By Georgina Young-Ellis
I am obsessed with time travel. Anything and everything associated with time travel catches my eye, and what would I give to be able to actually do it – on my terms, of course. A few years ago, the OPERA scientists, a collective of international physicists, sent neutrino particles through the Hadron supercollider in Cern, Switzerland, to a laboratory in Gran Sasso Italy, and it appeared that the particles had reached Gran Sasso faster than the speed of light – do you remember that?
This was a cathartic moment for physicists all over the world, and actually had huge implications for all of us. It meant that Einstein, who theorized that nothing could travel faster than the speed of light, was wrong. In an English class I was teaching at the time, a student of mine was really excited about this and explained to me that the ultimate implications of the experiment were, indeed, time travel.
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I had recently published the first two books in my time travel series, in which the time travel “portal” that allows the characters to journey back in time is (very) loosely based upon the Einstein-Rosen Bridge wormhole theory. When this scientific-minded student explained the information about the faster-than-light neutrinos to the class, and me, I was out of my mind with the anticipation of learning more about it.
In a wonderful presentation that he carefully prepared for the class, he explained that if one could travel faster than the speed of light, then as one did so, everything else around that person would appear to slow down. And if everything around you slowed down, couldn’t you conceivably then pick a point in time to simply, step off and visit? Well, I’m not scientist, which is probably pretty obvious, but imagine my joy to learn that maybe, just maybe, time travel would someday actually be possible.
Well, it turns out, not yet, folks. The experiment at Cern was flawed, and was soon discredited. The neutrinos did not travel faster than light. As an article in Wired magazine stated, “The … anomaly was ‘attributed to a faulty element of the experiment’s fiber-optic timing system.’”
Einstein was vindicated and the premise that physicists from around the world had based their work on for decades was still in tact. Whew!
And so, as I continue to rely on the method of time travel that I invented for my series, which to a dyed-in-the-wool physicist probably seems pretty lame, I am also fascinated by how other authors, and film-makers, do it.
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Since I’m a girl, and therefore wasn’t particularly into H.G. Wells as a kid, my first real introduction to time travel in literature came with The Time Traveler’s Wife. In my opinion, author Audrey Niffenegger’s method is brilliant: the time traveler is simply genetically inclined to do so, but can only travel throughout his own life time, and it happens to him spontaneously and against his will. This is inconvenient for a lot of reasons, one of which is that, when he does time travel, he does it in the raw since his clothes don’t come along for the ride, forcing him to end up wherever he is buck-naked. I personally wouldn’t be a fan of doing it that way, but it’s a cool concept.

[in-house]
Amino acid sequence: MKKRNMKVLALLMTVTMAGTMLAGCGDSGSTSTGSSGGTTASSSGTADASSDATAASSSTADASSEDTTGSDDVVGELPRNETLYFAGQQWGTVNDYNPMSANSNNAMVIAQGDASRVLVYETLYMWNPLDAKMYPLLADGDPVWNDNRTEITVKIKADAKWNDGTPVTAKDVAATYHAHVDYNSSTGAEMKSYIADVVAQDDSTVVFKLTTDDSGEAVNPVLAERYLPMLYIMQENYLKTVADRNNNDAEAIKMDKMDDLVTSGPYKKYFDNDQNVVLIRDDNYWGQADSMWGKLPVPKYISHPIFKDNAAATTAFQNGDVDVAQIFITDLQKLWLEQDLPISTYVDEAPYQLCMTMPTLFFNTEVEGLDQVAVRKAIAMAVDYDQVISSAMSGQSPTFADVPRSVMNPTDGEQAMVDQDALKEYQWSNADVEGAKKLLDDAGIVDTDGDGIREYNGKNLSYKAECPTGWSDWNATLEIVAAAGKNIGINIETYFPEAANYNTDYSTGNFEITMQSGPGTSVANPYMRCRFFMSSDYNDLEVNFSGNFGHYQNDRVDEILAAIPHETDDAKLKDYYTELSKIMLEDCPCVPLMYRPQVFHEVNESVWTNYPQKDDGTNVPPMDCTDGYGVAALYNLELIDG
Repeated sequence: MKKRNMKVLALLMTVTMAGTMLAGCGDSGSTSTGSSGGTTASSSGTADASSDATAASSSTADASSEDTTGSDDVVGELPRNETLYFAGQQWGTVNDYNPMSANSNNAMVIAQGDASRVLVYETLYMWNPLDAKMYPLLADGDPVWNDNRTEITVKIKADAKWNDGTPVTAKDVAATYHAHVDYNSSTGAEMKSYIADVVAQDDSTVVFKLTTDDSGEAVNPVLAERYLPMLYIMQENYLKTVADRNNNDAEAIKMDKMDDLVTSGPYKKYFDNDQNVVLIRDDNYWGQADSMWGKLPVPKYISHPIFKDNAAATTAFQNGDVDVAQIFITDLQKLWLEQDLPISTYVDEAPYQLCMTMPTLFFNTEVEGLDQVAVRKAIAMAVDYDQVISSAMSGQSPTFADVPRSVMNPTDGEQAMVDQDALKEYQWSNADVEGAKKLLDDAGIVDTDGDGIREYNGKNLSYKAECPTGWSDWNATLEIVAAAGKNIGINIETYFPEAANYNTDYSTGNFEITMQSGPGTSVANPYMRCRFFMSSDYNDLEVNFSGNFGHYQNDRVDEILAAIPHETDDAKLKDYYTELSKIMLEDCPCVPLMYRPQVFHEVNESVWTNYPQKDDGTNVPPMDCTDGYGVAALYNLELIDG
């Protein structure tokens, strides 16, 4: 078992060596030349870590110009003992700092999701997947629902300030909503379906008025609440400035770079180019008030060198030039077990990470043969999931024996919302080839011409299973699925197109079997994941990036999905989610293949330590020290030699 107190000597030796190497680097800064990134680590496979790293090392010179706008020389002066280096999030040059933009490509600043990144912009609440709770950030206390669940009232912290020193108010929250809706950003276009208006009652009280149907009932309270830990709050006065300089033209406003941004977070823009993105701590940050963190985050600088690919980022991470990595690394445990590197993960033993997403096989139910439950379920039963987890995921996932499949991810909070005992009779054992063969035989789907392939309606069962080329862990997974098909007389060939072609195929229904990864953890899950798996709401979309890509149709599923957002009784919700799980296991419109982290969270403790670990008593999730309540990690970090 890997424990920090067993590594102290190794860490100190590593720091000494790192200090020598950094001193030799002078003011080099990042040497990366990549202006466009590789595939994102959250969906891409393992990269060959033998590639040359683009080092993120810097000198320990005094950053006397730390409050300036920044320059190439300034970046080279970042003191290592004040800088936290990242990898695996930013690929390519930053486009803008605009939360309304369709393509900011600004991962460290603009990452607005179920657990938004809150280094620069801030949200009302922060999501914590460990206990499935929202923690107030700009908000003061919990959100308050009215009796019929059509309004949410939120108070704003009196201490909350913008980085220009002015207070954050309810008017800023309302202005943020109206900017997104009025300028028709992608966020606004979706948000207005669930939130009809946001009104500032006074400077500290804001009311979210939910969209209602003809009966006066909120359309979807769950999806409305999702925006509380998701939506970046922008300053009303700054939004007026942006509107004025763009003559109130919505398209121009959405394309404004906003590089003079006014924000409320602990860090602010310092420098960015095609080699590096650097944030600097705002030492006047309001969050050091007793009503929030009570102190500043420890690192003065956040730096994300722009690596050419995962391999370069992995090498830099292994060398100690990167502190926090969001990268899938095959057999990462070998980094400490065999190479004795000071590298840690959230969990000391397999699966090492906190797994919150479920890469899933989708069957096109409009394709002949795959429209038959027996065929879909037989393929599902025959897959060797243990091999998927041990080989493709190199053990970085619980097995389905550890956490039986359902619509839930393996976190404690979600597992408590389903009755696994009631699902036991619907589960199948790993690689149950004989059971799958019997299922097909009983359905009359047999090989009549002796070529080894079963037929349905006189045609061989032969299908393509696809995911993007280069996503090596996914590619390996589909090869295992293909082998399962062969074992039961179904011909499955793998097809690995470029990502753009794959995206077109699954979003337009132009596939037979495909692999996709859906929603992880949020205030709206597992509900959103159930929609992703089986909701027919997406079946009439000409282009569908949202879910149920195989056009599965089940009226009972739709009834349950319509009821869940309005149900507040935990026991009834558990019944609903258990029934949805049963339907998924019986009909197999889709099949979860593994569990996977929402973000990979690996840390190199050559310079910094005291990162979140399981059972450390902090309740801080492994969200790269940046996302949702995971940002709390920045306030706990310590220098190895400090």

Then we have the magical kind, like in Outlander, where an ancient site has something to do with getting whisked away into the past. There’s also the book Timeline, by Michael Crichton, in which a time travel machine is actually built, but there are various stipulations involved with how one gets back. I liked that process a lot, because I rather prefer the scientifically based methods, even if the science is completely made up.
Then there’s time travel in film, which includes the classic Somewhere in Time, and the equally lofty Bill and Ted’s Excellent Adventure, not to mention Back to the Future. Two of my all time favorites are Midnight in Paris and Peggy Sue Got Married, in which there’s no attempt even made to explain why or how the time travel occurs except that in Peggy Sue, she basically just has a heart scare, or whatever, and this causes a sort of hallucination.
Another of my favorite time travel movies, which many haven’t even heard of, it being a small indie flick, is Safety Not Guaranteed, a very endearing film starring Mark Duplass and Aubrey Plaza. If you’re interested in the time travel theme, you must check it out.
At the very least, the time travel discussion is always a fun one to have. Here’s one of the best topics: If you time travel, and change something in the past, will everything in the future change? I like to posit that no, simply a new time line will be created in which the new reality will continue along that line, but the original reality will just go on being the same.
And then there’s the old chicken and the egg dilemma: If I go back in time and change something, how will anyone ever know it’s been changed, including me, since as of the moment I changed it, it will have always been that way? This is a mind-blowing paradox for the time travel author, or ponderer, to overcome, and many just steer clear of it. After all, since the neutrinos at Cern did not, in fact, travel faster than the speed of light, we don’t have to worry about it yet though, as numerous authors, filmmakers, and fans have discovered, it’s endless fun to think about. Happy travels, everyone!
Book 3 – The Time Contessa [easyazon_image align=”none” height=”160″ identifier=”148401040X” locale=”US” src=”http://secondactcafe.com/wp-content/uploads/2016/03/418vGXHlphL.SL160.jpg” tag=”baswiebmo-20″ width=”100″]
Amazon: The Time Mistress Series
Pinterest: The Time Baroness